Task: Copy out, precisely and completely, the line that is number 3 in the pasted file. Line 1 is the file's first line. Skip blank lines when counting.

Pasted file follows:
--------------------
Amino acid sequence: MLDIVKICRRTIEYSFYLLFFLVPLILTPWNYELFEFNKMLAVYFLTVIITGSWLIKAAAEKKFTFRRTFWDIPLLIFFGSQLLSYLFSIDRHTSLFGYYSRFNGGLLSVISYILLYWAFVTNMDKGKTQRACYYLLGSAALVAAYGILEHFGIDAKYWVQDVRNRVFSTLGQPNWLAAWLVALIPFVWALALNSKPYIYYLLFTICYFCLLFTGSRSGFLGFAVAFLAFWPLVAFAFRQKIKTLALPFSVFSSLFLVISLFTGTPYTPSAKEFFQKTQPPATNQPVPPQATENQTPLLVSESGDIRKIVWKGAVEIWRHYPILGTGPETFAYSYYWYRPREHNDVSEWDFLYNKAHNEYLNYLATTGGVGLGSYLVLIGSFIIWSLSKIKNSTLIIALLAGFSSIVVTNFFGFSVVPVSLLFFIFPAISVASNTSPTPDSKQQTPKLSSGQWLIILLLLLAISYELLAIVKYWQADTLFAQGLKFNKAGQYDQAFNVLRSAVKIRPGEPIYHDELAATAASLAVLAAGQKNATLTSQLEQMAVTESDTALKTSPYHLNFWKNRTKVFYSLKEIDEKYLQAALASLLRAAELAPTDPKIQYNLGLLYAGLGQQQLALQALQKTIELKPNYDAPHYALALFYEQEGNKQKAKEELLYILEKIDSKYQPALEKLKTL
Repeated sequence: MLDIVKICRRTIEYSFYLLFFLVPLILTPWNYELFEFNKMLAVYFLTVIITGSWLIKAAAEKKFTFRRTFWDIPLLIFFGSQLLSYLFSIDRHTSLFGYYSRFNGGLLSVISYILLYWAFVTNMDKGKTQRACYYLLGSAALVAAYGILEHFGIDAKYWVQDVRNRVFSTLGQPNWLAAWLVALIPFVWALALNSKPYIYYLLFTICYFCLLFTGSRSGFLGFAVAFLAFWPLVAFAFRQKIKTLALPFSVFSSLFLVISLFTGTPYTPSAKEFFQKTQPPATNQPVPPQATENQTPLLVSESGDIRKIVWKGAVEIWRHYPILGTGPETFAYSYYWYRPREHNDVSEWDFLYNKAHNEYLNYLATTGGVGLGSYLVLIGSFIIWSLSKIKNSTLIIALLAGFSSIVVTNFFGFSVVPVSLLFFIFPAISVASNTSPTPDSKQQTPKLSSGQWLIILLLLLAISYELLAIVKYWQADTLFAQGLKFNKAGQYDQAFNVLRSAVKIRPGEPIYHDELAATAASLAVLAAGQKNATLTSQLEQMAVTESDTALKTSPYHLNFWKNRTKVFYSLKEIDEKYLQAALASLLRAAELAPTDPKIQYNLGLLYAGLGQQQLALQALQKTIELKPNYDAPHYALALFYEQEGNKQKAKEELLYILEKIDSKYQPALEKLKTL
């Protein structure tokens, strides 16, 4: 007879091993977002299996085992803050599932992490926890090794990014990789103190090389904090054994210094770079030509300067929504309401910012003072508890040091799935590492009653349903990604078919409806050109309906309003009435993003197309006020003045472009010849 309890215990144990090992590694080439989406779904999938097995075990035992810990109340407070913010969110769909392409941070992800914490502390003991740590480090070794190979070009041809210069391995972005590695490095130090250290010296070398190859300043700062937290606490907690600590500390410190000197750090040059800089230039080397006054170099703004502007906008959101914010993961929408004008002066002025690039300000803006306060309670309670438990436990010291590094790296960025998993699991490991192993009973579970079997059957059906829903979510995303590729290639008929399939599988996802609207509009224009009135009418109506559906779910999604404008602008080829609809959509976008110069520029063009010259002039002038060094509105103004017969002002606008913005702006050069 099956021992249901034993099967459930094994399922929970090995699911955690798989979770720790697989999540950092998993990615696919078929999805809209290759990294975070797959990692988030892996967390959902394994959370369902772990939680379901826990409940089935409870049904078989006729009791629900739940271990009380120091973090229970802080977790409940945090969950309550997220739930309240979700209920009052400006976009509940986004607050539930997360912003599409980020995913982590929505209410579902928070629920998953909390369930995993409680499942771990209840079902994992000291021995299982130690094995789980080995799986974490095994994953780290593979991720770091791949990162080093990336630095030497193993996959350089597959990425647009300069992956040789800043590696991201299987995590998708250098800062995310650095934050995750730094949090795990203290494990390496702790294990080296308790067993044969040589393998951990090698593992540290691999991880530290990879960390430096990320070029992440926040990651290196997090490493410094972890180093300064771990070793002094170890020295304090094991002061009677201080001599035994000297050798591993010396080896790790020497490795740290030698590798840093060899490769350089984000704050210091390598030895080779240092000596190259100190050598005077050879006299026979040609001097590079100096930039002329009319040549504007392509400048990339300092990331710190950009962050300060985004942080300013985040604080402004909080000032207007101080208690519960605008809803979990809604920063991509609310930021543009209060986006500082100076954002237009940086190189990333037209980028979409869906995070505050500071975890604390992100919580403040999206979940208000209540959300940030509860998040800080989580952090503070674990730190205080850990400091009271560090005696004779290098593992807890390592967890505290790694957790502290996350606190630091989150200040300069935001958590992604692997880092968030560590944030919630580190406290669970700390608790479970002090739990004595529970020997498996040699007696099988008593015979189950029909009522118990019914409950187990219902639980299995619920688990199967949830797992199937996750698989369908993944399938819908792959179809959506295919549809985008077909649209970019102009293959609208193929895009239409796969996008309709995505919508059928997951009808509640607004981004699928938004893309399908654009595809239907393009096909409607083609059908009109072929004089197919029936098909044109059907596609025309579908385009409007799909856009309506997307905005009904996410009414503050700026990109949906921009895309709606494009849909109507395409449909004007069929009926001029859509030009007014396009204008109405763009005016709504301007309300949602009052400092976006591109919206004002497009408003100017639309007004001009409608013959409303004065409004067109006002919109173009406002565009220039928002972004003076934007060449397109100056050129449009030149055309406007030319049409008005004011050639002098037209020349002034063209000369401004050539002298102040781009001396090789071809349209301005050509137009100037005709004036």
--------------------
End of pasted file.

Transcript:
């Protein structure tokens, strides 16, 4: 007879091993977002299996085992803050599932992490926890090794990014990789103190090389904090054994210094770079030509300067929504309401910012003072508890040091799935590492009653349903990604078919409806050109309906309003009435993003197309006020003045472009010849 309890215990144990090992590694080439989406779904999938097995075990035992810990109340407070913010969110769909392409941070992800914490502390003991740590480090070794190979070009041809210069391995972005590695490095130090250290010296070398190859300043700062937290606490907690600590500390410190000197750090040059800089230039080397006054170099703004502007906008959101914010993961929408004008002066002025690039300000803006306060309670309670438990436990010291590094790296960025998993699991490991192993009973579970079997059957059906829903979510995303590729290639008929399939599988996802609207509009224009009135009418109506559906779910999604404008602008080829609809959509976008110069520029063009010259002039002038060094509105103004017969002002606008913005702006050069 099956021992249901034993099967459930094994399922929970090995699911955690798989979770720790697989999540950092998993990615696919078929999805809209290759990294975070797959990692988030892996967390959902394994959370369902772990939680379901826990409940089935409870049904078989006729009791629900739940271990009380120091973090229970802080977790409940945090969950309550997220739930309240979700209920009052400006976009509940986004607050539930997360912003599409980020995913982590929505209410579902928070629920998953909390369930995993409680499942771990209840079902994992000291021995299982130690094995789980080995799986974490095994994953780290593979991720770091791949990162080093990336630095030497193993996959350089597959990425647009300069992956040789800043590696991201299987995590998708250098800062995310650095934050995750730094949090795990203290494990390496702790294990080296308790067993044969040589393998951990090698593992540290691999991880530290990879960390430096990320070029992440926040990651290196997090490493410094972890180093300064771990070793002094170890020295304090094991002061009677201080001599035994000297050798591993010396080896790790020497490795740290030698590798840093060899490769350089984000704050210091390598030895080779240092000596190259100190050598005077050879006299026979040609001097590079100096930039002329009319040549504007392509400048990339300092990331710190950009962050300060985004942080300013985040604080402004909080000032207007101080208690519960605008809803979990809604920063991509609310930021543009209060986006500082100076954002237009940086190189990333037209980028979409869906995070505050500071975890604390992100919580403040999206979940208000209540959300940030509860998040800080989580952090503070674990730190205080850990400091009271560090005696004779290098593992807890390592967890505290790694957790502290996350606190630091989150200040300069935001958590992604692997880092968030560590944030919630580190406290669970700390608790479970002090739990004595529970020997498996040699007696099988008593015979189950029909009522118990019914409950187990219902639980299995619920688990199967949830797992199937996750698989369908993944399938819908792959179809959506295919549809985008077909649209970019102009293959609208193929895009239409796969996008309709995505919508059928997951009808509640607004981004699928938004893309399908654009595809239907393009096909409607083609059908009109072929004089197919029936098909044109059907596609025309579908385009409007799909856009309506997307905005009904996410009414503050700026990109949906921009895309709606494009849909109507395409449909004007069929009926001029859509030009007014396009204008109405763009005016709504301007309300949602009052400092976006591109919206004002497009408003100017639309007004001009409608013959409303004065409004067109006002919109173009406002565009220039928002972004003076934007060449397109100056050129449009030149055309406007030319049409008005004011050639002098037209020349002034063209000369401004050539002298102040781009001396090789071809349209301005050509137009100037005709004036």